Normally, I don't read horror novels and according to 17 reviews on Amazon.com, "World War Z: An Oral History of the Zombie War" by Max Brooks, is not a TRUE zombie/horror novel.
So in the eyes of these reviewers I still haven't read a horror novel--which is probably why I enjoyed this book. According to Amazon's Customer Reviews, 459 readers posted their opinions. Out of this total, 289 readers gave it a 5-star rating and 100 gave it a 4-star rating; while there were 29 x 3-star ratings, 24 x 2-star ratings and finally, the 17 x 1-star ratings mentioned above.
The book, published in 2006 reached #10 on the NYT Best Seller List in October of that year and is now out in paperback. Despite such popularity, not everyone is happy with the Mr. Brook's contribution to zombie lore. There are 3 main complaints against this book.
First, from hardcore zombie-lit fans is, there's no "oh-my-God-they're-breaking-down-the-door!" adrenaline rush these readers crave. True, but this isn't the point of the novel. The author paints a picture of a worldwide cataclysm in just 342 pages, so there's only room for broad strokes. Mankind's near-extinction is seen through the eyes of some of the survivors in an after action report (AAR). The book is like a short story anthology where individual vignettes of survival chart the course of the Zombie War from "Patient Zero" to the continuous mop-up operations.
While the story may lack the graphic intensity of zombie feeding frenzies, I found the unfolding events of this near-future catastrophe to be more fascinating than exciting. However, with over 20 interviews the second complaint is that the narrative is flat and each character speaks with the voice of the author. I didn't notice this while I was engrossed in the book. This may indeed be true, but I felt Mr. Brooks captured each subject's opinionated world-view well enough to make each interviewee seem like a separate character.
Together these interviews comprise an oral history of how the human race struggled to endure and reclaim a world overrun by carnivorous zombies. And here lies the third grievance against Mr. Brooks novel: His veiled criticisms of various nations, including our own, is an attempt to push his political views. Reviewers' opinions though, of Brooks' suspected philosophy ranges over the entire political spectrum.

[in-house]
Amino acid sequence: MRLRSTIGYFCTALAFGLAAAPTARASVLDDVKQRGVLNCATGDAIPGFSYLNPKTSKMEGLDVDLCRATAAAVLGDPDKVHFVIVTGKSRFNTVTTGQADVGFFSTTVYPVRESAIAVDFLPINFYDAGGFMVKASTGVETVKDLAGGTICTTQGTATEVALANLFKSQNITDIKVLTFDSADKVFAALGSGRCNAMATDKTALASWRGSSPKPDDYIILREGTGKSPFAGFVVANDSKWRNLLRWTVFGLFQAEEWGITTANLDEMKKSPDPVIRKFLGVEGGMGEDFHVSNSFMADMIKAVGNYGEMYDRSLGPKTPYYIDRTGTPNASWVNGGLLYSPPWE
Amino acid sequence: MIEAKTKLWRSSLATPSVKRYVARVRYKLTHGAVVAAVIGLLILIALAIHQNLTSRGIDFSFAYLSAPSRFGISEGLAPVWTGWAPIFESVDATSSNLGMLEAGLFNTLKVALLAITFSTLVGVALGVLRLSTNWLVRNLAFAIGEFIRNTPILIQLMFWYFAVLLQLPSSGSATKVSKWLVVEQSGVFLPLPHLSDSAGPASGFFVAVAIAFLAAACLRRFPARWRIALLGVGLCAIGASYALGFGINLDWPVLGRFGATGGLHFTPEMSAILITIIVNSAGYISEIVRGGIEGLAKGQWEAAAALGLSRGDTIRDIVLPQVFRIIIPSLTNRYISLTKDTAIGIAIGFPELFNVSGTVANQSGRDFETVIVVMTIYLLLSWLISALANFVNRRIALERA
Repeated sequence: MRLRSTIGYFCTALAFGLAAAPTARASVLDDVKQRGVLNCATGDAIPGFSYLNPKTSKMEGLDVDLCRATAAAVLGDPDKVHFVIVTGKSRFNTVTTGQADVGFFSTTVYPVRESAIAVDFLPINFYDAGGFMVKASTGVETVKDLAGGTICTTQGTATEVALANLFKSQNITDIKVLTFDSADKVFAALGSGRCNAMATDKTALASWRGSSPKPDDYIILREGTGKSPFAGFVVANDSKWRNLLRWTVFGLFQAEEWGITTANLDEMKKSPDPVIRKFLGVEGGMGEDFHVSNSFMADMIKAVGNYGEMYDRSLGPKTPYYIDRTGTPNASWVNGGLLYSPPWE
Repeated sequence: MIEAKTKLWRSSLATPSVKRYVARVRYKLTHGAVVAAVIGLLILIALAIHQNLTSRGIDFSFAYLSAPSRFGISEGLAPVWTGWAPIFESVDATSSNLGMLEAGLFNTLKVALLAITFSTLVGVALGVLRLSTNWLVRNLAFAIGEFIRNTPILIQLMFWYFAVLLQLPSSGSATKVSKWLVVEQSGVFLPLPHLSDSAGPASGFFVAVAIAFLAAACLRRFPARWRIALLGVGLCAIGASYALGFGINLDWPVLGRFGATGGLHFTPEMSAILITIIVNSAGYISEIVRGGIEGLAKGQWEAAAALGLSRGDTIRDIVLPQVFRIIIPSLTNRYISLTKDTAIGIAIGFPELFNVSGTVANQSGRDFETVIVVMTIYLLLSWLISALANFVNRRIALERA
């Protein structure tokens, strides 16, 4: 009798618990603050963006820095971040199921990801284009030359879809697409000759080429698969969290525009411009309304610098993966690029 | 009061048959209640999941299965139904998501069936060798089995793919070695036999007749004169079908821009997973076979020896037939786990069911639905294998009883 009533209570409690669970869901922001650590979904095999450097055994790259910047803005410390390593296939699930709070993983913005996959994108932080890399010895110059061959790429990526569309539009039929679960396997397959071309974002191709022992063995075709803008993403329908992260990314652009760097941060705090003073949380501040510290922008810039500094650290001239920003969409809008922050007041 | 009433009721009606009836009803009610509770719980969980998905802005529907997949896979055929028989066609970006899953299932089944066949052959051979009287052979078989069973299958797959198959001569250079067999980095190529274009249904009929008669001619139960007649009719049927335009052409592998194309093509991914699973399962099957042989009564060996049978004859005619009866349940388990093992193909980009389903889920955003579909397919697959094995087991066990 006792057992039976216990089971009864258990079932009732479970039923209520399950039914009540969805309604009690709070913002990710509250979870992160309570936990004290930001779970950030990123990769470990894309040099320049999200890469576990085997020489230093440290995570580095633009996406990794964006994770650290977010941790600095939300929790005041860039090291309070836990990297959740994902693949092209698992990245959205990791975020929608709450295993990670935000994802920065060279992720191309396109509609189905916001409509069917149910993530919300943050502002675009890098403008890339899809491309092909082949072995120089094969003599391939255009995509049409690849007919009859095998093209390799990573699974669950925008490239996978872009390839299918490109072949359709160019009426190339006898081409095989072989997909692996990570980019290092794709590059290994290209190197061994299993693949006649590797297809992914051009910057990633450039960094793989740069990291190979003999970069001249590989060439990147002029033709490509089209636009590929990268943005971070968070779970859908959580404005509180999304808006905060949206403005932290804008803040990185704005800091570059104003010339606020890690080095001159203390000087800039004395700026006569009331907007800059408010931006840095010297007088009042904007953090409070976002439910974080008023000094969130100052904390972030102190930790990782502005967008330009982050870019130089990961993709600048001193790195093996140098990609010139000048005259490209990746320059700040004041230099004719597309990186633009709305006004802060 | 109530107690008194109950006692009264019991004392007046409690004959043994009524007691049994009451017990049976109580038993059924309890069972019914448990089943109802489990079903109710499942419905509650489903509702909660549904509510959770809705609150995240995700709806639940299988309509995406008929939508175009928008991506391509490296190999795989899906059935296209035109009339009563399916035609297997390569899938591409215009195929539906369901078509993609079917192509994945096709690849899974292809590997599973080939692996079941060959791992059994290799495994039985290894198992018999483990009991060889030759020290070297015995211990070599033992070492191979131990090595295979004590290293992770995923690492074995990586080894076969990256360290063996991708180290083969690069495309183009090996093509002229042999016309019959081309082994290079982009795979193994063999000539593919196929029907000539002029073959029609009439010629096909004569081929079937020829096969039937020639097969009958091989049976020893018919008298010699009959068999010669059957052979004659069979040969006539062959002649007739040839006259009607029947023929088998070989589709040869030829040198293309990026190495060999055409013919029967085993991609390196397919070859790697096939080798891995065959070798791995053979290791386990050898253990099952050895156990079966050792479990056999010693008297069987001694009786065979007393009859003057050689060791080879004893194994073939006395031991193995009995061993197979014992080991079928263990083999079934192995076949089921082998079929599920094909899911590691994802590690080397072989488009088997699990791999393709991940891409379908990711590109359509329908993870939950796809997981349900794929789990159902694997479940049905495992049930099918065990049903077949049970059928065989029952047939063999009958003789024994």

My opinion is this: The governing bodies of the human race will do whatever it takes to weather such a crisis. In the story, surviving governments mobilize their societies to wage a total war against the living dead. In the US, surviving white-collar workers are either retrained, drafted into the military or become manual laborers. Their fate is based on the value a new agency places on their pre-war skills. Given the desperate nature of the war, I didn't find this offensive at all. I also felt Mr. Brook's criticism of world-wide governmental ineptitude, along with penchants for cover-ups, to be rather even-handed. According to the story, the initial outbreak occurs in China and the mishandling of the growing crisis is reminiscent of the government's mismanagement of the SARS (Severe Acute Respiratory Syndrome) outbreak of '02-03.
I guess I derived my reading pleasure of "World War Z" from a professional standpoint. I'm a retired US military member and I'm now working in Emergency Management. So I was intrigued by the premise of this book and wondered how military forces and disaster response teams would react in the face of a zombie onslaught.
Despite my interest, this book wasn't always a page-turner. About half-way through the book I started feeling some "combat fatigue." That is, reading one life & death struggle after another was starting to wear thin. There are no comedy reliefs, no romantic interludes and no truly happy endings in a zombie ravaged world--just survival.
Yet this is what makes "World War Z" an excellent book, despite its real or perceived flaws. The reader truly FEELS the psychological and emotional trauma the Zombie War inflicted on all the survivors. Despite the sympathetic post traumatic stress I felt, the book is not entirely dark and dreary. Most interviews take place in areas undergoing reconstruction or by monuments and murals dedicated the the heroes of World War Z. So, in spite of the horror, loss and emotional scarring there is hope the human race will do more than just survive, but triumph.